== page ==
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Can Low Back Pain Be the Sign of a Heart Attack?

written by: Sharon Dominica • edited by: Emma Lloyd • updated: 6/1/2011

Can low back pain be the sign of a heart attack ? Read on to understand more about back pain, heart attacks and what kind of back pain is seen in a heart attack.

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    Heart attack, or myocardial infarction, is becoming very common in today's world. Back pain too is a common condition, but relatively harmless. A lot of information abut heart attacks mention back pain as a symptom, but do we consider all back pain to be heart attacks? Find out if your low back pain can be a sign of a heart attack.

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    Heart Attack Vs Angina

    Heart attack occurs when heart muscle dies due to the lack of oxygen supply. This can occur because of any previous damage in the arteries which reduces the blood supply to the muscles of the heart.

    Angina pectoris is the pain which a person feels when there is a lack of oxygen supply to the blood vessels of the heart. It is also associated with many other symptoms. Some people have frequent angina.

    Not all angina is a heart attack. Angina is a symptom of heart disease, and a sign which tells us that we need to start treatment. In heart attack, a severe form of angina is seen, and it needs to be treated in a hospital immediately.

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    Symptoms of Angina

    - Chest discomfort or heaviness, also described as a tightness, pain

    - It radiates to the neck, jaw, or arms, shoulder and even the back

    - It is caused by stress or physical exertion

    - Relieved by rest

    - Also associated with breathlessness, dizziness, nausea, vomiting, light headedness and palpitations

    - Some patients may also have stomach pain as a sign of angina

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    The Difference Between a Heart Attack Back Pain and a Muscular Back Pain

    Muscular back pain is usually preceded by a physical activity which strained your back muscles, like lifting something heavy, sitting in a bad position for a long time, or bending for a long time. A heart attack or angina can also be preceded by a physical activity, but these are usually more strenuous activities like walking fast, running, or climbing stairs.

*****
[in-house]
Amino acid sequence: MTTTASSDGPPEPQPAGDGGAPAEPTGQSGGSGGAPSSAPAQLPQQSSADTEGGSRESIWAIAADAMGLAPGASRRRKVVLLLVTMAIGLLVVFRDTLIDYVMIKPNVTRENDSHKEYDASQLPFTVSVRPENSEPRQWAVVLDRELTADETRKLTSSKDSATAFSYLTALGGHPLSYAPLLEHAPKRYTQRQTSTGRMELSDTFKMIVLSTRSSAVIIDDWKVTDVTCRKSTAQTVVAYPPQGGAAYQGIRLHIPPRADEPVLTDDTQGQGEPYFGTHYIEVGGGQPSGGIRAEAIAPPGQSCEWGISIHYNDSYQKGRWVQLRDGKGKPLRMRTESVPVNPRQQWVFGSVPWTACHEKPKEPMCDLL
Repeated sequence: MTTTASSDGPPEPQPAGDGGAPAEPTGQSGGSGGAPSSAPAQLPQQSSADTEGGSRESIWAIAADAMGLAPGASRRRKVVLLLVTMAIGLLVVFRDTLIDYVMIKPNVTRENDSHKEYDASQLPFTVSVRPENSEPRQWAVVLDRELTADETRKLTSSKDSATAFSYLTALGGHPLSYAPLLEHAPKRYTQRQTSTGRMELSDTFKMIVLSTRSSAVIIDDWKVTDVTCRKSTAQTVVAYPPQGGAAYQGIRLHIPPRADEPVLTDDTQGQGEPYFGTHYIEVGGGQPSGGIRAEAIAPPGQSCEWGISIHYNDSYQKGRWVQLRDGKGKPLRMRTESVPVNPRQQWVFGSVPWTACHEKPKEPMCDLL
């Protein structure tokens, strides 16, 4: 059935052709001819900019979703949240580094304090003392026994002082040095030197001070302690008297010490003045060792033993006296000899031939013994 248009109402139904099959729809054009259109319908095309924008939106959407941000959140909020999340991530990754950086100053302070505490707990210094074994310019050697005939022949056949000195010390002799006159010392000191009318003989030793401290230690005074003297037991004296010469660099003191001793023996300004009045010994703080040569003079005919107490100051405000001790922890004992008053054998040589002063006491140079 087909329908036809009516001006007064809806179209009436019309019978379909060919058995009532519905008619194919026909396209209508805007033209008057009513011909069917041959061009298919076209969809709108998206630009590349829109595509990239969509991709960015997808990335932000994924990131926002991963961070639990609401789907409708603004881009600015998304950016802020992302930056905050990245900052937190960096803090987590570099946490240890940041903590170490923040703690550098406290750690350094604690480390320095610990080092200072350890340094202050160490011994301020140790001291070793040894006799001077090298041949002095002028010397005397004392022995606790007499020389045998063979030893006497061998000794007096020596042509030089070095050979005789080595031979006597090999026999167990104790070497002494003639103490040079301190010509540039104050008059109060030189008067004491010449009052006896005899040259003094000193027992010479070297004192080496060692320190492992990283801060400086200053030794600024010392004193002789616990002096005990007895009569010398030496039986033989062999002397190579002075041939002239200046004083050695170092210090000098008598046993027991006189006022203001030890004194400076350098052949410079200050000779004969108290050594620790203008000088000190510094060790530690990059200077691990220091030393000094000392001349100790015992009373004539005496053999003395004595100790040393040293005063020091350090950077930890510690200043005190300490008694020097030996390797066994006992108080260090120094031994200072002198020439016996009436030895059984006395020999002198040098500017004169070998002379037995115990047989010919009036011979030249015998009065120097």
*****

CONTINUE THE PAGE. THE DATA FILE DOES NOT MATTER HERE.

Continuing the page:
A back pain caused by heart disease will be relieved almost immediately by rest. Muscular back pain usually needs at least half an hour of rest to be relieved, whereas a back pain caused by heart disease will be relieved by about 5 to 10 minutes of rest.

    A pure muscular back pain will not be accompanied by palpitations, breathlessness or chest tightness. Back pain caused by heart disease might be associated with these symptoms.

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    When Can Low Back Pain Be the Sign of a Heart Attack

    Low back pain can be a sign of a heart attack if it is accompanied by other angina symptoms like:

    • Chest tightness or pain
    • Breathlessness
    • Nausea
    • Vomiting
    • Light headedness
    • Palpitations
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    You Might Need to Worry About Your Heart If...

    If you are diabetic (people with diabetes are more prone to having atypical symptoms of heart attack like back pain)

    If you have high cholestrol levels

    If you are above 65

    If you have hypertension

    If you are a smoker

    If you have had previous episodes of angina or heart attack

    If you have a family history of heart attack

    If you are of an unhealthy weight and have other risk factors

    If you have any of the above risk factors, consider talking with your doctor about heart disease prevention. You may also need to schedule regular checkups. If you have any of the other symptoms of angina with back pain, it is recommended that you visit a doctor.

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    Prevention, Prevention, Prevention

    Taking care of your health can help reduce the risk of heart disease, and many other diseases too. Modify your lifestyle if necessary, make healthy food choices, and get plenty of exercise. Visit your doctor regularly to keep track of how you are doing.

    This article is for your education only, it cannot replace a physical examination and consultation with your doctor.

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    References

    Washington Manual of Medical Theraputics, Cooper, Daniel H.; Krainik, Andrew J.; Lubner, Sam J.; Reno, Hilary E.; Micek, Scott

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